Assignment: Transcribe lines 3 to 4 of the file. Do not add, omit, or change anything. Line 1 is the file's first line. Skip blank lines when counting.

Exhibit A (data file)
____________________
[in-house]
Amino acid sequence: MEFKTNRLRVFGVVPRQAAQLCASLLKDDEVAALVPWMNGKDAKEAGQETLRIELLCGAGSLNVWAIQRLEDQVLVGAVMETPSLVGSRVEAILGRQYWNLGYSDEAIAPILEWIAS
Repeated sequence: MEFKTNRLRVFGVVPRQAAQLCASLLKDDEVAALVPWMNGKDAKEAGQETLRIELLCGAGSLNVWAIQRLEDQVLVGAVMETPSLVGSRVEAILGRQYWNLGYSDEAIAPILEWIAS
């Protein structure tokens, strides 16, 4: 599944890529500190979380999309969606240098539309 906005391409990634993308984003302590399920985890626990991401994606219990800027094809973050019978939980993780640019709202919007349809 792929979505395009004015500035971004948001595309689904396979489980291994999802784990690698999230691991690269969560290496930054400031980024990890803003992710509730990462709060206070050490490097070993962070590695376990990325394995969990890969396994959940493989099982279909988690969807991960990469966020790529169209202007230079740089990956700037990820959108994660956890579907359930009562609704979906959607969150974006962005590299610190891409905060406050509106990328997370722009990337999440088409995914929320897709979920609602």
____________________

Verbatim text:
Repeated sequence: MEFKTNRLRVFGVVPRQAAQLCASLLKDDEVAALVPWMNGKDAKEAGQETLRIELLCGAGSLNVWAIQRLEDQVLVGAVMETPSLVGSRVEAILGRQYWNLGYSDEAIAPILEWIAS
């Protein structure tokens, strides 16, 4: 599944890529500190979380999309969606240098539309 906005391409990634993308984003302590399920985890626990991401994606219990800027094809973050019978939980993780640019709202919007349809 792929979505395009004015500035971004948001595309689904396979489980291994999802784990690698999230691991690269969560290496930054400031980024990890803003992710509730990462709060206070050490490097070993962070590695376990990325394995969990890969396994959940493989099982279909988690969807991960990469966020790529169209202007230079740089990956700037990820959108994660956890579907359930009562609704979906959607969150974006962005590299610190891409905060406050509106990328997370722009990337999440088409995914929320897709979920609602």